Freshwater Catfish, Tandanus tandanus (Mitchell 1838)

Other Names: Catfish, Cattie, Dewfish, Eeltail Catfish, Eel-tail Freshwater Catfish, Eel-tailed Catfish, Freshwater Jewfish, Jewfish, Kenaru, Tandan, Tandan Catfish

Freshwater Catfish, Tandanus tandanus. Source: Gunther Schmida / License: CC BY Attribution-Noncommercial-ShareAlike


An olive greenish, greyish to brown eel-tailed catfish often with pale yellowish mottling on the rear of the body, and a whitish underside. Juveniles have darker mottling. The Freshwater Catfish has 4 pairs of barbels surrounding the mouth, and sharp serrated dorsal- and pectoral-fin spines which are venomous and can cause a very painful wound.

Although once widespread in eastern Australia, Freshwater Catfish populations in the Murray-Darling Basin have declined significantly since the 1980s.

Video of a pair of Freshwater Catfish in a dam on the Sunshine Coast, Queensland.

Cite this page as:
Gomon, M.F. & Bray, D.J. 2022, Tandanus tandanus in Fishes of Australia, accessed 24 May 2024,

Freshwater Catfish, Tandanus tandanus (Mitchell 1838)

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Pioneer River, Mackay, Queensland, south to the Clarence River, northern New South Wales, along with lakes and streams on Fraser Island and North Stradbroke Island off south-east Queensland. The species also occurs throughout much of the Murray-Darling Basin (except slopes and upper reaches of the southern basin). Populations have been established outside their natural distributions in all the coastal catchments between the Great Lakes (mid-north coast) and Shoalhaven (south coast) of New South Wales, numerous river basins e.g. Glenelg, Werribee, Richardson, La Trobe and Yarra Rivers, and several small impoundments beyond its natural elevational limits in the Victorian tributaries of the Murray River.

Freshwater Catfish were once widespread in eastern Australia, however, populations have suffered severe declines in both distribution and abundance since the 1980s. The species remains relatively common in coastal catchments from the Hunter River (NSW) north, whereas it is considered endangered in the Murray-Darling Basin.

Occurs in a broad range of habitats including large lowland rivers down to the tidal limit, small upland streams, rocky high flow waterways, shallow lagoon habitats, lakes and dams.


First dorsal-fin I, 6 (or fewer); continuous dorsal-caudal-anal fin rays 150; Pectoral-fin I, 10; Pelvic-fin I, 5; Gill rakers 23-32.

Body elongate, slender, laterally compressed and tapering posteriorly; tail pointed; head broad and flattened; mouth large; lips thick, fleshy; four pairs of barbels around the mouth, 2 pairs below the upper lip and 2 pairs above; lateral line well defined and straight; nostrils tubular, on front border of upper lip; vomerine teeth small, conical, arranged in a semi-circular patch.

Scales absent, body covered in smooth, slimy skin.

First dorsal fin small, moderately elevated with a stout, serrated spine and 6 or fewer soft rays; 2nd dorsal and anal fins confluent with caudal fin, originating on middle of back; caudodorsal fin base about 50% SL; pectoral fin with sharp spine on outer edge.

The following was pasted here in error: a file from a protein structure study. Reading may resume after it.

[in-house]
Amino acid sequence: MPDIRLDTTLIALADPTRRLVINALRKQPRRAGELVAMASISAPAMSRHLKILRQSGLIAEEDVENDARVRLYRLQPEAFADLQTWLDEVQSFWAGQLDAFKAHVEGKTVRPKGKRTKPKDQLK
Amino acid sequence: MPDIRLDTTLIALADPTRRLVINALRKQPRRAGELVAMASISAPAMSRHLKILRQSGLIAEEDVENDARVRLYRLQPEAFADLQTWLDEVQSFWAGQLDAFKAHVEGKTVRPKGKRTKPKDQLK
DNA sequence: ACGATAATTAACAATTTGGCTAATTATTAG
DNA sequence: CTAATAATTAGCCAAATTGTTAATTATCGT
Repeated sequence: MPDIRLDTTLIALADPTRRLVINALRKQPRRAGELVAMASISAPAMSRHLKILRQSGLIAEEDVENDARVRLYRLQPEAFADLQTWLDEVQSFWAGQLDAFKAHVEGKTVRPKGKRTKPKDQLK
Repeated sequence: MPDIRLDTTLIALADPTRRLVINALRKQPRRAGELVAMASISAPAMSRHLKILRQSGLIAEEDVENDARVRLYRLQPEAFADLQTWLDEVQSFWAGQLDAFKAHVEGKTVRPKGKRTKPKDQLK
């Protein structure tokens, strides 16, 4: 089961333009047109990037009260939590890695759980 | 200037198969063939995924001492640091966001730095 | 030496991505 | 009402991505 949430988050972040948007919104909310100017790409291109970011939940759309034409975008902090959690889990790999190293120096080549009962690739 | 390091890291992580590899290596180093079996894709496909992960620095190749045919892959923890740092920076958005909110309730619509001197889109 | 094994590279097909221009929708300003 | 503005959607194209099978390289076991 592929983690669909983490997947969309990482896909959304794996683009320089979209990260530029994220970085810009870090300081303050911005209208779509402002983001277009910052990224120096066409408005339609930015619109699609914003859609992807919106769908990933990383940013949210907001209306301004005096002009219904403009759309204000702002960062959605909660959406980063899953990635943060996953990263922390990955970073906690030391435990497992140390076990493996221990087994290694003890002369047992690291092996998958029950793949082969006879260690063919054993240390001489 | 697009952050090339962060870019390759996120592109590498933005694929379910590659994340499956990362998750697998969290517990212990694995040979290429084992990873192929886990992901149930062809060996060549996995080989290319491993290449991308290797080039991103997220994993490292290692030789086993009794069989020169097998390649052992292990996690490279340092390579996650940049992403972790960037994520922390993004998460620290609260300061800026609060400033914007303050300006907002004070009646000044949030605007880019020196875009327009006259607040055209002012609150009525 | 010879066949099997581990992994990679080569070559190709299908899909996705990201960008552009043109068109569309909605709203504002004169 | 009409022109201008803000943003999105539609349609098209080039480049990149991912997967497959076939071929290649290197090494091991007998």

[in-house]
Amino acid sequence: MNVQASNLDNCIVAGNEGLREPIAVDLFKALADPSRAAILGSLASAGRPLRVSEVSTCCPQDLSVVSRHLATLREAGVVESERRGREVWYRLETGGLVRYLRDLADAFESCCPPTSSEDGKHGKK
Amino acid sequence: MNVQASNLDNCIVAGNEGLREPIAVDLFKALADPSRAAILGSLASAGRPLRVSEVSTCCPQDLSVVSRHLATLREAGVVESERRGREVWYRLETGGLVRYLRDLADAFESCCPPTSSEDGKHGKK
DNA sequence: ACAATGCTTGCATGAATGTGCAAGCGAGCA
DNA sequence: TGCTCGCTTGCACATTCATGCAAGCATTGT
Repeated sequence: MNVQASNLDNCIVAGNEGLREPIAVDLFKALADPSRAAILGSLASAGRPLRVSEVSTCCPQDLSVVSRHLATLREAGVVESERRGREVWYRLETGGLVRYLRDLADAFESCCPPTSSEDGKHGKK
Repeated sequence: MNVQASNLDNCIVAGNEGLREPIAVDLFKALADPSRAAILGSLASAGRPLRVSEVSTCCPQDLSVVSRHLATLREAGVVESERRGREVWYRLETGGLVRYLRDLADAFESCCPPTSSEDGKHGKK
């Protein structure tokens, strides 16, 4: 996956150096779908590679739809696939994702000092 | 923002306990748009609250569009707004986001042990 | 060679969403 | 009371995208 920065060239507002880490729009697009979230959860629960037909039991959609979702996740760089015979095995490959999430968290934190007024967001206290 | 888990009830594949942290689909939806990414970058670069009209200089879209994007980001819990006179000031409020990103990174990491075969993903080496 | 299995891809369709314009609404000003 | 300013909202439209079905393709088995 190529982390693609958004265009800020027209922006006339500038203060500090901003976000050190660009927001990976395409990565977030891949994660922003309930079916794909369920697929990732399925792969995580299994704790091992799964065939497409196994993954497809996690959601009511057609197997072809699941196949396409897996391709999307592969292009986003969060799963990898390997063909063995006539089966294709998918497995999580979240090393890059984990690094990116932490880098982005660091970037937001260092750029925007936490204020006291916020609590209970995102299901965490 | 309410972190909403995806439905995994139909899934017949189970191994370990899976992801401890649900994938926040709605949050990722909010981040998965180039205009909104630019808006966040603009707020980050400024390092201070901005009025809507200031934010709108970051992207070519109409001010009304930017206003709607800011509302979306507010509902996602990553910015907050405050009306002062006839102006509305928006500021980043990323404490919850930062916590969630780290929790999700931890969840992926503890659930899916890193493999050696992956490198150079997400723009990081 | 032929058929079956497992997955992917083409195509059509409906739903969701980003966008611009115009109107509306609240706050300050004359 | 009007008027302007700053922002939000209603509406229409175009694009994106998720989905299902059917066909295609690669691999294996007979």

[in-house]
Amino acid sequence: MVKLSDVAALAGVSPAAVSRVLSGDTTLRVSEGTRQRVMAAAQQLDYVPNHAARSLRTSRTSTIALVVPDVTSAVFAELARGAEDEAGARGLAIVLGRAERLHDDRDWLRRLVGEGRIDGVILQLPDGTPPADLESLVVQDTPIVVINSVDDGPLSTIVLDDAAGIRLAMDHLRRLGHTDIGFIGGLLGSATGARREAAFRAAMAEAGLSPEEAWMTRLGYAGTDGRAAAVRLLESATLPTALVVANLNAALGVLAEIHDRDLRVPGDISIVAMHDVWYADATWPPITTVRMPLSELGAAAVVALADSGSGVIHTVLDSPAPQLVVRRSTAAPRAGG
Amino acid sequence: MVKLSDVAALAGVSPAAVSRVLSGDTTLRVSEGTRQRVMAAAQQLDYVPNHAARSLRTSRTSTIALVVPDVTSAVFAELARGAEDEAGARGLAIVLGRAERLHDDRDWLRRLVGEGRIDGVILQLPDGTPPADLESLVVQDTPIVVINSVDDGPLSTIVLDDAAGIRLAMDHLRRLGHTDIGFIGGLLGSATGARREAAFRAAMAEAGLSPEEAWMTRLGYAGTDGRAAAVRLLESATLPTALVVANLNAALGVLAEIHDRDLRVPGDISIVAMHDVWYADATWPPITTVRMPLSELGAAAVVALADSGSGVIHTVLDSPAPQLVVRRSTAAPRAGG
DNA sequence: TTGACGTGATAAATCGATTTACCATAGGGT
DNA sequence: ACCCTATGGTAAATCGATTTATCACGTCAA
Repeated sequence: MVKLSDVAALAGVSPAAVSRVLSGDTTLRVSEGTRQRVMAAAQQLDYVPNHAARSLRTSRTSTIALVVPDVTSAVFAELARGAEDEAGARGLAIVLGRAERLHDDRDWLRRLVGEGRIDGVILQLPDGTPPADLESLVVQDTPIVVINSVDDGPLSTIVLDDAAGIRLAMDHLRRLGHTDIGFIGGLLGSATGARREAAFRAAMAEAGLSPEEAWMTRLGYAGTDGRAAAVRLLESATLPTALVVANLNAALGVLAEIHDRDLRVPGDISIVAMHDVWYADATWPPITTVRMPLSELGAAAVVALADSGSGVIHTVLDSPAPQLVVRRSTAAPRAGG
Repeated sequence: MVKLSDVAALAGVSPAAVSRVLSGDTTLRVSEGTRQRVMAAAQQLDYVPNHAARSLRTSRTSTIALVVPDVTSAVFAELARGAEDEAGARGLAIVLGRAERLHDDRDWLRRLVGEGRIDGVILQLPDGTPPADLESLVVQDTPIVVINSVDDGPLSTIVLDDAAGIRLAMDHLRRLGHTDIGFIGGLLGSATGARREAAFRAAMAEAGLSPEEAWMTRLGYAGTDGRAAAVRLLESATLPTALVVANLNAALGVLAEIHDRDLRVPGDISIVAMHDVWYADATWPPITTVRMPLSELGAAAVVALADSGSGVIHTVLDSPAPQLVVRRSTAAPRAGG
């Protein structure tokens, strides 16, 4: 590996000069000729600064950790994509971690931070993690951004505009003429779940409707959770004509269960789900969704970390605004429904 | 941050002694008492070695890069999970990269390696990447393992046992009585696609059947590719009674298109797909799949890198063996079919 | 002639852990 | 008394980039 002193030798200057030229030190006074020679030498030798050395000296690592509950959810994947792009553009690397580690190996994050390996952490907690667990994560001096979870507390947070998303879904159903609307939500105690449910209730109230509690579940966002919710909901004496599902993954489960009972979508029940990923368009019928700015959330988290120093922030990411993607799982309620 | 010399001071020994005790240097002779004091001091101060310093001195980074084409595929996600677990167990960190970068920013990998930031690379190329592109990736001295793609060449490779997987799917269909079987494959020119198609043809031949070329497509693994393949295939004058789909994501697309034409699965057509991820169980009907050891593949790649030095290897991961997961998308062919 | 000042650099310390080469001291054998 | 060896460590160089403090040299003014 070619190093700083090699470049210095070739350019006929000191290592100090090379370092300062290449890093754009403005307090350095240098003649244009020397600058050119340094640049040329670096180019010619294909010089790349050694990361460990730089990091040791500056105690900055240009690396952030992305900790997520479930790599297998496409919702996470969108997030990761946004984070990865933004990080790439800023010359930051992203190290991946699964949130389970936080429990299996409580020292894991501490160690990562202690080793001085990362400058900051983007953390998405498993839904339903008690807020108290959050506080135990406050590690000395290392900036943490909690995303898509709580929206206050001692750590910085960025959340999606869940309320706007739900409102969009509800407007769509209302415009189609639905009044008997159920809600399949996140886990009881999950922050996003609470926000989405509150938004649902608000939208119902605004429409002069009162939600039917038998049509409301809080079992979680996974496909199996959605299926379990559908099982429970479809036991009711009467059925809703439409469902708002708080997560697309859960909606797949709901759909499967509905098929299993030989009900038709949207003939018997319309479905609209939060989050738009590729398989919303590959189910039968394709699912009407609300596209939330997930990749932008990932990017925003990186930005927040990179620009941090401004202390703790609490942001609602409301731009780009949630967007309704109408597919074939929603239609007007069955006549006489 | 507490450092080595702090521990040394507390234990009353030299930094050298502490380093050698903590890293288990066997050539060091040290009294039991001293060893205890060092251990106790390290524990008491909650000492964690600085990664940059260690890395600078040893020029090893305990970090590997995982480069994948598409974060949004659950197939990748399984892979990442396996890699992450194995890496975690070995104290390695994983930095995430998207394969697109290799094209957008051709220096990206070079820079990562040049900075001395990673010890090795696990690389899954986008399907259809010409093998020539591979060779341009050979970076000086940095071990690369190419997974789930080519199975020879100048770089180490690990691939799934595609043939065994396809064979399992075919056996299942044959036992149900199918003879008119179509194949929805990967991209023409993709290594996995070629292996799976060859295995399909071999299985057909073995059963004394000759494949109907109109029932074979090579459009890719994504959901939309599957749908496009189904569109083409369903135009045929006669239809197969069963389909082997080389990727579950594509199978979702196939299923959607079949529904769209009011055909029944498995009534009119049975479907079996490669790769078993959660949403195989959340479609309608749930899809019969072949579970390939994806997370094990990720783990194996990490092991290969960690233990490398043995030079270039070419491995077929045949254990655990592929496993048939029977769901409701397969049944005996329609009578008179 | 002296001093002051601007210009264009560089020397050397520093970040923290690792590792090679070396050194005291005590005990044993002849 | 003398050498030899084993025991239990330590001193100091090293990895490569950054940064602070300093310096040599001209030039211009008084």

Maximum size to 90 cm TL, commonly to 45 cm.


Grey, brown, reddish-brown, purplish or olive-green, whitish on belly and underside of head. Individuals under about 30 cm TL frequently have light grey or tan mottling on the sides.


An opportunisitc carnivore - feeds mostly on aquatic insects, yabbies, prawns, microcrustaceans, molluscs and some small fishes, taken from the bottom.


Sexually mature at 3-5 years. Spawning occurs during spring and summer when water temperatures rise to between 20 and 24°C.

Males construct a circular gravel and pebble nest with a central depression into which females lay large, spherical non-adhesive eggs (~3 mm diameter). The larvae hatch after about 7 days, and measure about 7.0 mm TL, and the barbels are well formed by 12 mm. Freshwater Catfish are known to spawn multiple times during a season.


Although once popular with recreational anglers and considered excellent eating, fishing for Freshwater Catfish is now banned in many areas and severely restricted in others. For information on current regulations, please refer to the respective State Fisheries websites.


Numerous factors are thought to have contributed to the decline of Freshwater Catfish populations in the Murray-Darling Basin since the 1970s. These include habitat degradation and barriers to movement, and increased predation by and competition with introduced species such as Common Carp (which has similar feeding habits) and Redfin.

The Freshwater Catfish population in the Murray-Darling Basin is listed as:

  • New South Wales Fisheries Management Act 1994: Endangered
  • Victorian Flora and Fauna Guarantee Act 1988: Threatened (Action Statement)
  • South Australian Fisheries Management Act 2007: Protected
  • Remarks


    The specific name tandanus is a latinization of Tandan, an aboriginal name for this catfish in New South Wales, Australia.

    Species Citation

    Plotosus (Tandanus) tandanus Mitchell, 1838, Three expeditions into the interior of Eastern Australia 1: opp. 44, 95, Pl. 5 (fig. 2). Type locality: lagoon near Tangulda, Namoi River, and a river between Gwydir River and MacIntyre River, New South Wales.


    Gomon, M.F. & Bray, D.J. 2022


    Atlas of Living Australia

    Freshwater Catfish, Tandanus tandanus (Mitchell 1838)


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    Quick Facts

    CAAB Code:37192006

    Conservation:IUCN Least Concern

    Danger:Venomous spines

    Fishing:Recreational fish


    Max Size:90 cm TL


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